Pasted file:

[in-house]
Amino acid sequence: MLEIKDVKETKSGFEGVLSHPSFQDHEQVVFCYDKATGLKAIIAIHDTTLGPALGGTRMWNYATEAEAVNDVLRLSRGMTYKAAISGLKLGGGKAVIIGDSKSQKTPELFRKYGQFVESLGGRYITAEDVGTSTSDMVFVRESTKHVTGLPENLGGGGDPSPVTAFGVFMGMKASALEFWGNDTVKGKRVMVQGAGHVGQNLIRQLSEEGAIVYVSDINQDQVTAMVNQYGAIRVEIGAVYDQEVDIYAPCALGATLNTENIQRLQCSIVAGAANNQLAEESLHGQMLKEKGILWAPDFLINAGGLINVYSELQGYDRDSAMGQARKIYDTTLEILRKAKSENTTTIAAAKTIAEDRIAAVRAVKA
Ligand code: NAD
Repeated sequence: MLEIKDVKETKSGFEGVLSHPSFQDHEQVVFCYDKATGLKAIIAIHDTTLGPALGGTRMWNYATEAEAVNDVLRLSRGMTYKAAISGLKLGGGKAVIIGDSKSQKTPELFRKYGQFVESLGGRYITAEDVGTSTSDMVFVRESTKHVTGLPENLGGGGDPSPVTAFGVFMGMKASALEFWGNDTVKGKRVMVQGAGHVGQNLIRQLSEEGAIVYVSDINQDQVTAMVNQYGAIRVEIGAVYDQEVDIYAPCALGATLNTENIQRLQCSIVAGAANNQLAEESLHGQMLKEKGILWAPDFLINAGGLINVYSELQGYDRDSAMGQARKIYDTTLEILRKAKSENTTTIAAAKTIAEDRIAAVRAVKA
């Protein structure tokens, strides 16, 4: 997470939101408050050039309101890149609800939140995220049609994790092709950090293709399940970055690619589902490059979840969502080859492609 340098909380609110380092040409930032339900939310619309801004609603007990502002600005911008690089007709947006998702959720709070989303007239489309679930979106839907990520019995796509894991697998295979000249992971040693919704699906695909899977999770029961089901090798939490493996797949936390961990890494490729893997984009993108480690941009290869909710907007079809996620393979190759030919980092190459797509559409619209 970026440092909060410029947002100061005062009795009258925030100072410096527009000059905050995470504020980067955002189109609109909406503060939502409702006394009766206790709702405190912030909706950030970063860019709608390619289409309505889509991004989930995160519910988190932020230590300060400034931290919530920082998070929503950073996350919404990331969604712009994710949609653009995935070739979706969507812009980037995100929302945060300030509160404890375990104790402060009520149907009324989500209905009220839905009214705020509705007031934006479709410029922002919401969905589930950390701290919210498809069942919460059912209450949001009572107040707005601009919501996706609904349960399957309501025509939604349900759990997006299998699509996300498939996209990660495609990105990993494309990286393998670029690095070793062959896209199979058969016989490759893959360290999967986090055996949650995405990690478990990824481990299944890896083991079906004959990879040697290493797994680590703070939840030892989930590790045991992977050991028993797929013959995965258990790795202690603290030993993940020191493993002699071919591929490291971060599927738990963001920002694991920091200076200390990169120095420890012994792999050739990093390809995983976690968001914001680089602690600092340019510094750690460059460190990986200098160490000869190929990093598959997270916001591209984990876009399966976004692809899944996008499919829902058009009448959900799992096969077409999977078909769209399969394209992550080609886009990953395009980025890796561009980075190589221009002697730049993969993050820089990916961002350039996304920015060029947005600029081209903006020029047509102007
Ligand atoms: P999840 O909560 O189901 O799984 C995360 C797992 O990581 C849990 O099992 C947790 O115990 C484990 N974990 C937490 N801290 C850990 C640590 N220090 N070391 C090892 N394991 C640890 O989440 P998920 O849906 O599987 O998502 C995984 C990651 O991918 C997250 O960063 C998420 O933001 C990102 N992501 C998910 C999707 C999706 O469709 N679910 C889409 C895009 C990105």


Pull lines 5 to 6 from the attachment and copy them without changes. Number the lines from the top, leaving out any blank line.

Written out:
């Protein structure tokens, strides 16, 4: 997470939101408050050039309101890149609800939140995220049609994790092709950090293709399940970055690619589902490059979840969502080859492609 340098909380609110380092040409930032339900939310619309801004609603007990502002600005911008690089007709947006998702959720709070989303007239489309679930979106839907990520019995796509894991697998295979000249992971040693919704699906695909899977999770029961089901090798939490493996797949936390961990890494490729893997984009993108480690941009290869909710907007079809996620393979190759030919980092190459797509559409619209 970026440092909060410029947002100061005062009795009258925030100072410096527009000059905050995470504020980067955002189109609109909406503060939502409702006394009766206790709702405190912030909706950030970063860019709608390619289409309505889509991004989930995160519910988190932020230590300060400034931290919530920082998070929503950073996350919404990331969604712009994710949609653009995935070739979706969507812009980037995100929302945060300030509160404890375990104790402060009520149907009324989500209905009220839905009214705020509705007031934006479709410029922002919401969905589930950390701290919210498809069942919460059912209450949001009572107040707005601009919501996706609904349960399957309501025509939604349900759990997006299998699509996300498939996209990660495609990105990993494309990286393998670029690095070793062959896209199979058969016989490759893959360290999967986090055996949650995405990690478990990824481990299944890896083991079906004959990879040697290493797994680590703070939840030892989930590790045991992977050991028993797929013959995965258990790795202690603290030993993940020191493993002699071919591929490291971060599927738990963001920002694991920091200076200390990169120095420890012994792999050739990093390809995983976690968001914001680089602690600092340019510094750690460059460190990986200098160490000869190929990093598959997270916001591209984990876009399966976004692809899944996008499919829902058009009448959900799992096969077409999977078909769209399969394209992550080609886009990953395009980025890796561009980075190589221009002697730049993969993050820089990916961002350039996304920015060029947005600029081209903006020029047509102007
Ligand atoms: P999840 O909560 O189901 O799984 C995360 C797992 O990581 C849990 O099992 C947790 O115990 C484990 N974990 C937490 N801290 C850990 C640590 N220090 N070391 C090892 N394991 C640890 O989440 P998920 O849906 O599987 O998502 C995984 C990651 O991918 C997250 O960063 C998420 O933001 C990102 N992501 C998910 C999707 C999706 O469709 N679910 C889409 C895009 C990105």